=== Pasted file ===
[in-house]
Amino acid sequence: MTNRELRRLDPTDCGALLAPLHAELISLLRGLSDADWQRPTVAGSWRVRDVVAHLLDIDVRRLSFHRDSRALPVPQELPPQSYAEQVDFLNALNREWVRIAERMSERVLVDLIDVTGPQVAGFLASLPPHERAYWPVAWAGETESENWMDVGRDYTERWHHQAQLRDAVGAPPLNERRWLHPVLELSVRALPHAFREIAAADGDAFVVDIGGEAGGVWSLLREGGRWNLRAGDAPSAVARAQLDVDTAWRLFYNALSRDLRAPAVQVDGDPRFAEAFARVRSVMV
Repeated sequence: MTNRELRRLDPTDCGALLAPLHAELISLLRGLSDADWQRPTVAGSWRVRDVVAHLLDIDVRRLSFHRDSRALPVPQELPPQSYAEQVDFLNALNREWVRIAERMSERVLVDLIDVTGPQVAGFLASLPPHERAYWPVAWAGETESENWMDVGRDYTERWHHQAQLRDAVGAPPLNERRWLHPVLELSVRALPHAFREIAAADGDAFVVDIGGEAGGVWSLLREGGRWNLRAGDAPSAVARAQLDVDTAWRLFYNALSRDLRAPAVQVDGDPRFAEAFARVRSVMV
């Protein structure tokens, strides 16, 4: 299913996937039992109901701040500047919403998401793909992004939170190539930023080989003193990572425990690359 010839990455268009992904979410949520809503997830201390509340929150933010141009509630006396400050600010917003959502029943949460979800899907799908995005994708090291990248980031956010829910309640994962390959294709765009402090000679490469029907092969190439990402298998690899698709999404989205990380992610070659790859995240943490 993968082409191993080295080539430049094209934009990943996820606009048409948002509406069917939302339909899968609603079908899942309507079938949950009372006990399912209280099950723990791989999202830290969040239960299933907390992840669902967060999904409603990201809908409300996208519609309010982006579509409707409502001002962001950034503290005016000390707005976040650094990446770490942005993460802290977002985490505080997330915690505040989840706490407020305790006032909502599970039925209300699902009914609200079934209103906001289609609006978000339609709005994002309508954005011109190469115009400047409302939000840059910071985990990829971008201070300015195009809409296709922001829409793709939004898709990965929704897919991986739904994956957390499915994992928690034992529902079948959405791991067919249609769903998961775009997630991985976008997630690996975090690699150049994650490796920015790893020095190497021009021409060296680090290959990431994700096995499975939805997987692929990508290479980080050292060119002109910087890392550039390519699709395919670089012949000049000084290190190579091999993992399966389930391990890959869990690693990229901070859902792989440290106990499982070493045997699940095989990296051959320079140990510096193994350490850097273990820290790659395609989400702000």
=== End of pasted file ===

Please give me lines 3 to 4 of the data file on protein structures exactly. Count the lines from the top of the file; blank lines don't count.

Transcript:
Repeated sequence: MTNRELRRLDPTDCGALLAPLHAELISLLRGLSDADWQRPTVAGSWRVRDVVAHLLDIDVRRLSFHRDSRALPVPQELPPQSYAEQVDFLNALNREWVRIAERMSERVLVDLIDVTGPQVAGFLASLPPHERAYWPVAWAGETESENWMDVGRDYTERWHHQAQLRDAVGAPPLNERRWLHPVLELSVRALPHAFREIAAADGDAFVVDIGGEAGGVWSLLREGGRWNLRAGDAPSAVARAQLDVDTAWRLFYNALSRDLRAPAVQVDGDPRFAEAFARVRSVMV
């Protein structure tokens, strides 16, 4: 299913996937039992109901701040500047919403998401793909992004939170190539930023080989003193990572425990690359 010839990455268009992904979410949520809503997830201390509340929150933010141009509630006396400050600010917003959502029943949460979800899907799908995005994708090291990248980031956010829910309640994962390959294709765009402090000679490469029907092969190439990402298998690899698709999404989205990380992610070659790859995240943490 993968082409191993080295080539430049094209934009990943996820606009048409948002509406069917939302339909899968609603079908899942309507079938949950009372006990399912209280099950723990791989999202830290969040239960299933907390992840669902967060999904409603990201809908409300996208519609309010982006579509409707409502001002962001950034503290005016000390707005976040650094990446770490942005993460802290977002985490505080997330915690505040989840706490407020305790006032909502599970039925209300699902009914609200079934209103906001289609609006978000339609709005994002309508954005011109190469115009400047409302939000840059910071985990990829971008201070300015195009809409296709922001829409793709939004898709990965929704897919991986739904994956957390499915994992928690034992529902079948959405791991067919249609769903998961775009997630991985976008997630690996975090690699150049994650490796920015790893020095190497021009021409060296680090290959990431994700096995499975939805997987692929990508290479980080050292060119002109910087890392550039390519699709395919670089012949000049000084290190190579091999993992399966389930391990890959869990690693990229901070859902792989440290106990499982070493045997699940095989990296051959320079140990510096193994350490850097273990820290790659395609989400702000």